Dr Pablo Barrio, Spain talks about what to tell patients about their condition and discusses quality of life issues, treatment and more.
Q. When you first tell a patient they have schizophrenia, do you tell them this is a lifelong condition?
A. Patients aren’t told immediately although they are told they will have long-term treatment needs. It is left vague in order not to make it sound like a life sentence.
Q. Having made a diagnosis of schizophrenia – do you tell patients at that point how long they are likely to need to be on medication?
A. Yes. Patients are told they are likely to be on medication for 3 to 5 years. We usually try to present it as “at least three years”.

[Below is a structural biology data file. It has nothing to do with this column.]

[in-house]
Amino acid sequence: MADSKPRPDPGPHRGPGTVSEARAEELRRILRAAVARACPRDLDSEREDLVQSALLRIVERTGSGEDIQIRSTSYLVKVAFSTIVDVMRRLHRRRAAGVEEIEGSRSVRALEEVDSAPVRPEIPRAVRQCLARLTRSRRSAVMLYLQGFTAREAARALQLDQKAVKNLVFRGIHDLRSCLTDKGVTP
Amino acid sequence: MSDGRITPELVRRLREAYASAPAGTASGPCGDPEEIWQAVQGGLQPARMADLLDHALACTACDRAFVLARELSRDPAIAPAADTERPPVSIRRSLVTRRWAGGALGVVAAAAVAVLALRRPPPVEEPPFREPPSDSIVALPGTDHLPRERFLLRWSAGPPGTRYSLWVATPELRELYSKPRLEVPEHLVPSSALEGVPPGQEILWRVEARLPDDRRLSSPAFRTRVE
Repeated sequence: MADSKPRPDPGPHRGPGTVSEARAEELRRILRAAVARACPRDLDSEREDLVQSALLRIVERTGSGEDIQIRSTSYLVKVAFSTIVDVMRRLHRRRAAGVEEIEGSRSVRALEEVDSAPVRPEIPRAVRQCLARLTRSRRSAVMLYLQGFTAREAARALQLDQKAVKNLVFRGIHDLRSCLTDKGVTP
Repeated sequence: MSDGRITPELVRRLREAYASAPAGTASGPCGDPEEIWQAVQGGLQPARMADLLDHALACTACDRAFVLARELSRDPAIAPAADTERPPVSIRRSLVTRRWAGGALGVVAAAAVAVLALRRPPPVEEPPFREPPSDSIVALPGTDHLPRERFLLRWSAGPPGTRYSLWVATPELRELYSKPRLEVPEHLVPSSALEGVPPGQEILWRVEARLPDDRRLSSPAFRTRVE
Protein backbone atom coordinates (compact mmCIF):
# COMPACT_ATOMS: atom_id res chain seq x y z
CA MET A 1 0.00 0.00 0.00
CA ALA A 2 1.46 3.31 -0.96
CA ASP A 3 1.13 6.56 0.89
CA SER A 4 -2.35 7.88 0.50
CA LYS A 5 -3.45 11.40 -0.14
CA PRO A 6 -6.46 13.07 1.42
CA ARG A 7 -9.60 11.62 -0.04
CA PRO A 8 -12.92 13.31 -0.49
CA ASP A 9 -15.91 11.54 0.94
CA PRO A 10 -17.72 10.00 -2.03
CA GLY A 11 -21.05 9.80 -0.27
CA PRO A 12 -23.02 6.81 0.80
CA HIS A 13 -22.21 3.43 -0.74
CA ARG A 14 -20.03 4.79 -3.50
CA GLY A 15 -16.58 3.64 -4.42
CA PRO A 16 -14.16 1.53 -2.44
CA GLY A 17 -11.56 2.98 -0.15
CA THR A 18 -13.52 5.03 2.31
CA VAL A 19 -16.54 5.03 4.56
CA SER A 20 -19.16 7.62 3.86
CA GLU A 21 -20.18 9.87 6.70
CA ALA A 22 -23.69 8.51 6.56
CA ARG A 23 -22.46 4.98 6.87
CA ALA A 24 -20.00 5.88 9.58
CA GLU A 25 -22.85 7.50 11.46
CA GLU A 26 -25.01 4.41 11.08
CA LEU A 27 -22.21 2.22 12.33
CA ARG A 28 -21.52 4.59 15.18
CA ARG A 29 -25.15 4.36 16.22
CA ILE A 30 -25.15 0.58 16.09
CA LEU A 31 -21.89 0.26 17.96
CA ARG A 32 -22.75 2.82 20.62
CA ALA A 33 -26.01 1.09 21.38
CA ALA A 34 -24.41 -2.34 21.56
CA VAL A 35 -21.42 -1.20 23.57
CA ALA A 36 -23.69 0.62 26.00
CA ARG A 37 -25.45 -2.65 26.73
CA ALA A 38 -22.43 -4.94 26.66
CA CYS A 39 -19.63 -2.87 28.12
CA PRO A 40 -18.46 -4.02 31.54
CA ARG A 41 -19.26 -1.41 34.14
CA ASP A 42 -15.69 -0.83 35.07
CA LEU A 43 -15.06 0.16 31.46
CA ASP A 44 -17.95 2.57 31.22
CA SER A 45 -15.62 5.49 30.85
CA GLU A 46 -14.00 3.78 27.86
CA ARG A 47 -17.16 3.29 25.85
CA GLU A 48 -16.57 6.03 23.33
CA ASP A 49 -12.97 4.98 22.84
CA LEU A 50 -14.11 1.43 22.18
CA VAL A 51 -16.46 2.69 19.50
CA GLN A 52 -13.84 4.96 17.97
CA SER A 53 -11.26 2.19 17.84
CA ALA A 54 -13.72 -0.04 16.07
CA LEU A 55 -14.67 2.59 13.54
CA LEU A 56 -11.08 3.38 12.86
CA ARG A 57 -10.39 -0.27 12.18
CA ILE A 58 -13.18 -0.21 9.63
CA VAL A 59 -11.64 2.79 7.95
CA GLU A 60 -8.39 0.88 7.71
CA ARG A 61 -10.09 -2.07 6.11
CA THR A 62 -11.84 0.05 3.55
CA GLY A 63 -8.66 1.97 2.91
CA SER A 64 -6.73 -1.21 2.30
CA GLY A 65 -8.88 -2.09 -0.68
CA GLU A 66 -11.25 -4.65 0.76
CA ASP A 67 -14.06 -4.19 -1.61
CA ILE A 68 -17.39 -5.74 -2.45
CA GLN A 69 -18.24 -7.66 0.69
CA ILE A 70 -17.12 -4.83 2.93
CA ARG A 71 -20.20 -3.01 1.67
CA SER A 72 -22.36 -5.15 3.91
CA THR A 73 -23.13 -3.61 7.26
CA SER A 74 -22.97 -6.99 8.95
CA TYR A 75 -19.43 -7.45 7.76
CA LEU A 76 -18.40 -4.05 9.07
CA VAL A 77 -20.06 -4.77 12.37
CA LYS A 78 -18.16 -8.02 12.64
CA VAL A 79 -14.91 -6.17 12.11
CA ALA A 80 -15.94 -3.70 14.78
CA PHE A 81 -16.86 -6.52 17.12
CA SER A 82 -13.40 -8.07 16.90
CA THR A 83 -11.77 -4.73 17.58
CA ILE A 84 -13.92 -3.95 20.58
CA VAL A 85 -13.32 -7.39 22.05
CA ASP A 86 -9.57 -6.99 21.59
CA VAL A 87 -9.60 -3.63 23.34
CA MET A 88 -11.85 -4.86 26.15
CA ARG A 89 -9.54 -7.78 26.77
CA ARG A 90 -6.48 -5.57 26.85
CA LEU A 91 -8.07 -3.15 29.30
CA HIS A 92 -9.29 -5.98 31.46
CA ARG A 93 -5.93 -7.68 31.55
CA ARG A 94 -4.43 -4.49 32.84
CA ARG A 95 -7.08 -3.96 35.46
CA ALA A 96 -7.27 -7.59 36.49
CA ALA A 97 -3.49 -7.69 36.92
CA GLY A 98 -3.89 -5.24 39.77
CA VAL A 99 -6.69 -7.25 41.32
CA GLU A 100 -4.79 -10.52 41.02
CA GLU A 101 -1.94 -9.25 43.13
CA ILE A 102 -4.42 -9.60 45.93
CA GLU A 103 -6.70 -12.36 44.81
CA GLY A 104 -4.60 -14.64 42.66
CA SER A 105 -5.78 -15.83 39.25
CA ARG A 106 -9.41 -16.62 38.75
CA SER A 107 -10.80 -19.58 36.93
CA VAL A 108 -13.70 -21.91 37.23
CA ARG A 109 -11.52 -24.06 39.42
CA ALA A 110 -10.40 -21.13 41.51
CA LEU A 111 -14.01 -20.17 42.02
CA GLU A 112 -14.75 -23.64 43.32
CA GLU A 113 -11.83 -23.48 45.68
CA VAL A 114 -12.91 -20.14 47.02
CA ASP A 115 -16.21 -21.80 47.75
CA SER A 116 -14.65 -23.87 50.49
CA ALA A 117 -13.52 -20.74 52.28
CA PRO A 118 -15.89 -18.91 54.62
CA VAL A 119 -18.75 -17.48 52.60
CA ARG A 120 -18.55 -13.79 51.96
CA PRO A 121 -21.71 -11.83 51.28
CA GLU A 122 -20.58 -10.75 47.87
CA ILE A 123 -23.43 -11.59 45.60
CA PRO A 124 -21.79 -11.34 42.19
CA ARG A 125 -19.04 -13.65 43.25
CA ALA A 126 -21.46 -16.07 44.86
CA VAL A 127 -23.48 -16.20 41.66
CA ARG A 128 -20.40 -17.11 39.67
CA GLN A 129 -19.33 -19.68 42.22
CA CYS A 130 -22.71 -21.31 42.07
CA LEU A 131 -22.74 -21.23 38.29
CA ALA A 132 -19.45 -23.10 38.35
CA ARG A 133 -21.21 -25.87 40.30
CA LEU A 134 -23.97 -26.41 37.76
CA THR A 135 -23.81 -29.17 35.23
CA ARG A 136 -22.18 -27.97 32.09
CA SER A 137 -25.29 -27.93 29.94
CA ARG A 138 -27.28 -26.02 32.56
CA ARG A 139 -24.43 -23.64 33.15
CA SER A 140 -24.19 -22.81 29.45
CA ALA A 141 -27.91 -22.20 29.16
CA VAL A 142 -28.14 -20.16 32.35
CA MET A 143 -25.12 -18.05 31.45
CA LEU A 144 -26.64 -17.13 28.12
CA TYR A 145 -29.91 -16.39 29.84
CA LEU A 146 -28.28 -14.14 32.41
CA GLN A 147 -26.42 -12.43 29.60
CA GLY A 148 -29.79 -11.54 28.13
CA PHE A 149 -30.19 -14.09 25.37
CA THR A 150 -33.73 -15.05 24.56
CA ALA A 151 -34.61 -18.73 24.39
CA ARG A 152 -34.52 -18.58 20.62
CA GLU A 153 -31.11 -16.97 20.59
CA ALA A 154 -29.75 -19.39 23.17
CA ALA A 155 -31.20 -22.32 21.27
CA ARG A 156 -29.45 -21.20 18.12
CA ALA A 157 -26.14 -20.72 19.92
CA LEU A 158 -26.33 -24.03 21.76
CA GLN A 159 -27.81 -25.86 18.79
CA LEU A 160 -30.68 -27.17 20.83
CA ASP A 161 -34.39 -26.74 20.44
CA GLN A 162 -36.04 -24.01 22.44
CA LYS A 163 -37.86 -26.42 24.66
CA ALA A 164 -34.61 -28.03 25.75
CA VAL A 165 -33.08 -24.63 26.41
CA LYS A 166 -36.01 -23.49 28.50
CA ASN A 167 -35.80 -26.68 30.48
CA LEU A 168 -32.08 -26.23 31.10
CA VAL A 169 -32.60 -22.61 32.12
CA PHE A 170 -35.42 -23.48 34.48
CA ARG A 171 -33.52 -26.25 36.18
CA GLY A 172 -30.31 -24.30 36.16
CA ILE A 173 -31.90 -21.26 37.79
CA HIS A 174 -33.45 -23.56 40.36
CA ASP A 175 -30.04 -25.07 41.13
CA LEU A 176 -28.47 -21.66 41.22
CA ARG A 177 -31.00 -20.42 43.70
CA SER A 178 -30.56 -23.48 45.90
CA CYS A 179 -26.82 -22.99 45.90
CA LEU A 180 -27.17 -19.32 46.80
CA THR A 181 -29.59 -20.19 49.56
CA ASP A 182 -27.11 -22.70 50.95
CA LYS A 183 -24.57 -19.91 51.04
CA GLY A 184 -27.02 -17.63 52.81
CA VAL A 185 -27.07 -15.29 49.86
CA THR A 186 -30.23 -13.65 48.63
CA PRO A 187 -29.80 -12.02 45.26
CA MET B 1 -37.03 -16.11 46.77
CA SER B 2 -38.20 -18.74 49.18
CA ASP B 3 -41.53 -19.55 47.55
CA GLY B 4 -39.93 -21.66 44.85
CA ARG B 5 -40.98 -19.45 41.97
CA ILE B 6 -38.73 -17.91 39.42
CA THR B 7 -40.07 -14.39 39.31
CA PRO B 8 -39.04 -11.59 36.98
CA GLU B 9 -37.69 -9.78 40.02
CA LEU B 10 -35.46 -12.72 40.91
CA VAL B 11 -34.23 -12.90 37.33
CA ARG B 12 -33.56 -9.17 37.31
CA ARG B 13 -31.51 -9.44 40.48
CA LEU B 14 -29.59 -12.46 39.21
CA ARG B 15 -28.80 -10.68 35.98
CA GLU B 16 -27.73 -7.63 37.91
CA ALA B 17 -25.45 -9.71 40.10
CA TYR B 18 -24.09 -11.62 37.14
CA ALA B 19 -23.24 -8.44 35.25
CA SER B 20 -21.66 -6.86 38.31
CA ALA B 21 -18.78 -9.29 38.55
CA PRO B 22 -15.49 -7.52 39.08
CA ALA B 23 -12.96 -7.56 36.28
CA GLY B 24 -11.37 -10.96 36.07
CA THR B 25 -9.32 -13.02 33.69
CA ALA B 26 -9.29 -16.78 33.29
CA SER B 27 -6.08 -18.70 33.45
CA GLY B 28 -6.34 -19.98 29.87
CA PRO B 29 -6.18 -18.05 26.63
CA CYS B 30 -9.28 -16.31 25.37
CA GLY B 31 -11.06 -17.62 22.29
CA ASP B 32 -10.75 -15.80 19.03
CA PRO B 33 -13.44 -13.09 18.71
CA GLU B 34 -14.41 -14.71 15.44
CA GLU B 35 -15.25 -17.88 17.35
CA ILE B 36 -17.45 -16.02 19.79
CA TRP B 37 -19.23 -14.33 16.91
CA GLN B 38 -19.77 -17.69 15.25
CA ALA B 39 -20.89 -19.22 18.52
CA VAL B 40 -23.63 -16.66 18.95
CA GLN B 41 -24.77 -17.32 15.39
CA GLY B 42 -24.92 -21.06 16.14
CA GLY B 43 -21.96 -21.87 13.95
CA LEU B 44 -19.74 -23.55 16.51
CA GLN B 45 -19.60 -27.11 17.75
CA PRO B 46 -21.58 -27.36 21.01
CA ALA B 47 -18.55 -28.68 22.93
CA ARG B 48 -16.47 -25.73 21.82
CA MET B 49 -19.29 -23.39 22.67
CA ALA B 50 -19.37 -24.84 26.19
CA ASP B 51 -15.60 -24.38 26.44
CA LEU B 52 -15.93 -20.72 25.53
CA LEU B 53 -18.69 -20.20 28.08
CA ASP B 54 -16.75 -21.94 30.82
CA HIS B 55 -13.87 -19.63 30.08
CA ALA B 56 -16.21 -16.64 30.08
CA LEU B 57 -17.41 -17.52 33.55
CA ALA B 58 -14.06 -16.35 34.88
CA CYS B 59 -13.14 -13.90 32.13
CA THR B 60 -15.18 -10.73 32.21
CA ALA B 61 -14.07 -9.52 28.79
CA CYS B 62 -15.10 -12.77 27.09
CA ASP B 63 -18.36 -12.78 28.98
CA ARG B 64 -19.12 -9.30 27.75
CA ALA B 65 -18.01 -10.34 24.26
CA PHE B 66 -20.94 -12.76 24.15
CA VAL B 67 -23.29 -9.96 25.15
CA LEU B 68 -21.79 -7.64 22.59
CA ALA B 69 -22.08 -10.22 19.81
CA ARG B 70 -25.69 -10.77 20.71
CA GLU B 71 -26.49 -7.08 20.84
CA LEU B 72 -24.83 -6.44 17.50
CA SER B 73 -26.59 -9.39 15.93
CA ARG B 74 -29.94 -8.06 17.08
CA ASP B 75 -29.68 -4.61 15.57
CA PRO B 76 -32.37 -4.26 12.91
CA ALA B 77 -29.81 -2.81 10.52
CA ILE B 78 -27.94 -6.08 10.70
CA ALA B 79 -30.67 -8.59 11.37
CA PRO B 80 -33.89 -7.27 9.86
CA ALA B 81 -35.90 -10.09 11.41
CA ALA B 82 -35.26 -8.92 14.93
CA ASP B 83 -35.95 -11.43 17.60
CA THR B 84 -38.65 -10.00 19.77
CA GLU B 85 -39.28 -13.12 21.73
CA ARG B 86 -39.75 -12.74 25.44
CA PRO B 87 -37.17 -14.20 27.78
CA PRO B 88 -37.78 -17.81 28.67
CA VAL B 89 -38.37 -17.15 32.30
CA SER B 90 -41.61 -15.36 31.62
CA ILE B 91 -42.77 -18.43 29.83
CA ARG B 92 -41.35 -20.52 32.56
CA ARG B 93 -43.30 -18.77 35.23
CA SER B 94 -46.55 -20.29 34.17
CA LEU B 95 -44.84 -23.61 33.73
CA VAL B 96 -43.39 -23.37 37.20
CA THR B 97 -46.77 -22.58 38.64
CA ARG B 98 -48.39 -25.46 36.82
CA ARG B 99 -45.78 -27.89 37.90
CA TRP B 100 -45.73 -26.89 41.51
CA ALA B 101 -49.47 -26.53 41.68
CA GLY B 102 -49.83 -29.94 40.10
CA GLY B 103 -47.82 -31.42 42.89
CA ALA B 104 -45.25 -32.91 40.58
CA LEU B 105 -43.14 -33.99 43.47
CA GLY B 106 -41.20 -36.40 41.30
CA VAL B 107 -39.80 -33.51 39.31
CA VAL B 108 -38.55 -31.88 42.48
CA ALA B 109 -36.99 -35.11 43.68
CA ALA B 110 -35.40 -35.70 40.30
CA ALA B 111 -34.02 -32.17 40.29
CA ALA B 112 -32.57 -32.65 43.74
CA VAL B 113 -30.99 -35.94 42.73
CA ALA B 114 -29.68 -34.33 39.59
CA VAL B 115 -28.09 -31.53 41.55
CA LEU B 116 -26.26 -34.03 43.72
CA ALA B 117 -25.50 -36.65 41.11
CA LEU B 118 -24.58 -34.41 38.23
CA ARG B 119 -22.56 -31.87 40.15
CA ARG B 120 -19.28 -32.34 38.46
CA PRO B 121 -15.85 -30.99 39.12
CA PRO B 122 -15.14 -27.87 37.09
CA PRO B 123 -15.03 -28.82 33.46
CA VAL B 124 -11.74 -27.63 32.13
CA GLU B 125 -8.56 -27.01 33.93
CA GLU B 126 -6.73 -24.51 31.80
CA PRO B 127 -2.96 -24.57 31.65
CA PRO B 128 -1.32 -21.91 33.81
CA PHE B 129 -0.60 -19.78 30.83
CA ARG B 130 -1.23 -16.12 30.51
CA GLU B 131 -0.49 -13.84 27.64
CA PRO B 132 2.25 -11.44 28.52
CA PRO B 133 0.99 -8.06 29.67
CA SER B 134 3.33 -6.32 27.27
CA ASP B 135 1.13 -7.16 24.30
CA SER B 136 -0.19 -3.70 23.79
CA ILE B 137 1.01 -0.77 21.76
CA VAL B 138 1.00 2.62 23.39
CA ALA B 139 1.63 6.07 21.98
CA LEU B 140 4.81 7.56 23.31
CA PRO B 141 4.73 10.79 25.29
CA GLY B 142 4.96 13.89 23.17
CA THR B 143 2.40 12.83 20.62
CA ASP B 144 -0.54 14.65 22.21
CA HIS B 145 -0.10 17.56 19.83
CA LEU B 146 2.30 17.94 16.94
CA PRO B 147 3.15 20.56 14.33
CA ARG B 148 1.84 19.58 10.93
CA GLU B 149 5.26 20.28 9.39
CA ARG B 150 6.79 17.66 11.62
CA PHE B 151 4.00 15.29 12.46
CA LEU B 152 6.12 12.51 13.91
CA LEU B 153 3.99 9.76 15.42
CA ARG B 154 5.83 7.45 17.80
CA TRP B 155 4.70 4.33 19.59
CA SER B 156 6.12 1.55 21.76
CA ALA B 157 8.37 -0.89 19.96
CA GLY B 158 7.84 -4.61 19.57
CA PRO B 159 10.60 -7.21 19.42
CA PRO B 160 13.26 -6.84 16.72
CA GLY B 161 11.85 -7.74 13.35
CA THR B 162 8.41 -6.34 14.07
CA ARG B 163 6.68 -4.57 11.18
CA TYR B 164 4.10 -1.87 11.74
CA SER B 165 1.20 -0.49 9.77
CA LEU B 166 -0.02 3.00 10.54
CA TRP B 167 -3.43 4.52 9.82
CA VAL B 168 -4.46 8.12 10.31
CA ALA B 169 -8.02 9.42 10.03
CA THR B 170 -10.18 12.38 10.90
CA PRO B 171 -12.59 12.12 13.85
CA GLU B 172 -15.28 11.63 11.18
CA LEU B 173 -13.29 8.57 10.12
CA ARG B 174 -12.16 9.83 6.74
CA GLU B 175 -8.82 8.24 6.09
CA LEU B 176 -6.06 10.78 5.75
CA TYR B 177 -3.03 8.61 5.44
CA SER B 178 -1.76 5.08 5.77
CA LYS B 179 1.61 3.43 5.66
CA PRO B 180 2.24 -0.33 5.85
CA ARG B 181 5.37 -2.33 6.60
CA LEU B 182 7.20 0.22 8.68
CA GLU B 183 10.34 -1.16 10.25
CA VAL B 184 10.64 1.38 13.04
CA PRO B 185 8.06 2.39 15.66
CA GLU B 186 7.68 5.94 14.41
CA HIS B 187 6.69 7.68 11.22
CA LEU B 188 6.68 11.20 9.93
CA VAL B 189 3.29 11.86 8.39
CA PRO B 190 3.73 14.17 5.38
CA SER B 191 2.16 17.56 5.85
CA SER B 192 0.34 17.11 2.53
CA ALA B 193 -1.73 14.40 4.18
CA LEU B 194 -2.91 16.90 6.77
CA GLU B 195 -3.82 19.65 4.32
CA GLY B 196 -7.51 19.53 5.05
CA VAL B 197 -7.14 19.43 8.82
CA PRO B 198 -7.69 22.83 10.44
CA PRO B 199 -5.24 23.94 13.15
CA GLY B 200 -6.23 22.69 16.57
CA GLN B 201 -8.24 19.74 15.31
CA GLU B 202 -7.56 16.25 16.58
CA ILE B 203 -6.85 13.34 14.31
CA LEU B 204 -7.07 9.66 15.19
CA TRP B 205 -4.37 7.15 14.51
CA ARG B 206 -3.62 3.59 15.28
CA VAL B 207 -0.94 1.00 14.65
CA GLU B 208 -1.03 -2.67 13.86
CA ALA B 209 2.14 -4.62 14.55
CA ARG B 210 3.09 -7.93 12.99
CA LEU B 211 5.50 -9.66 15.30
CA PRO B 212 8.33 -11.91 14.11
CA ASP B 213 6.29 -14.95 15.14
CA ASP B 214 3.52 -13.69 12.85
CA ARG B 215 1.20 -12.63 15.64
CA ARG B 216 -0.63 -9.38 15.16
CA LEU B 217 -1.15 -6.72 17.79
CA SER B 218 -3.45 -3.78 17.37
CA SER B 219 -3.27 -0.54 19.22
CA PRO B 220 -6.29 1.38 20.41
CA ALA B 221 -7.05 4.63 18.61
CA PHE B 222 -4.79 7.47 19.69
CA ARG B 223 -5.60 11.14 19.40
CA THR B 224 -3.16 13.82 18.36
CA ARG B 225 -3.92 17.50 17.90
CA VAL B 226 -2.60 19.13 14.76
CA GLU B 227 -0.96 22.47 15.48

Q. What factors have a large contribution to the quality of life of a patient with schizophrenia?
A. Symptom severity, especially negative symptoms, drug side-effects, family support and community resources all contribute to the quality of life of a patient with schizophrenia.
Q. What methods do you employ to preserve or improve the quality of life of your patients with schizophrenia?
A. Medication is the psychiatrist’s responsibility and we need to balance efficacy with side-effects in order to ensure compliance with therapy. For other therapies, it depends on the resources available. A rehabilitation clinic would be made use of, if appropriate.
Q. Do you think of schizophrenia as a neurodevelopmental disorder or as a neurodegenerative disease?
A. It’s both. There are genetic components with environmental triggers. It’s a multicomponent condition and it’s likely that schizophrenia comprises several diseases.
Q. What proportion of patients with schizophrenia have the potential to achieve improvements in relationships?
A. Optimistically, maybe 30%.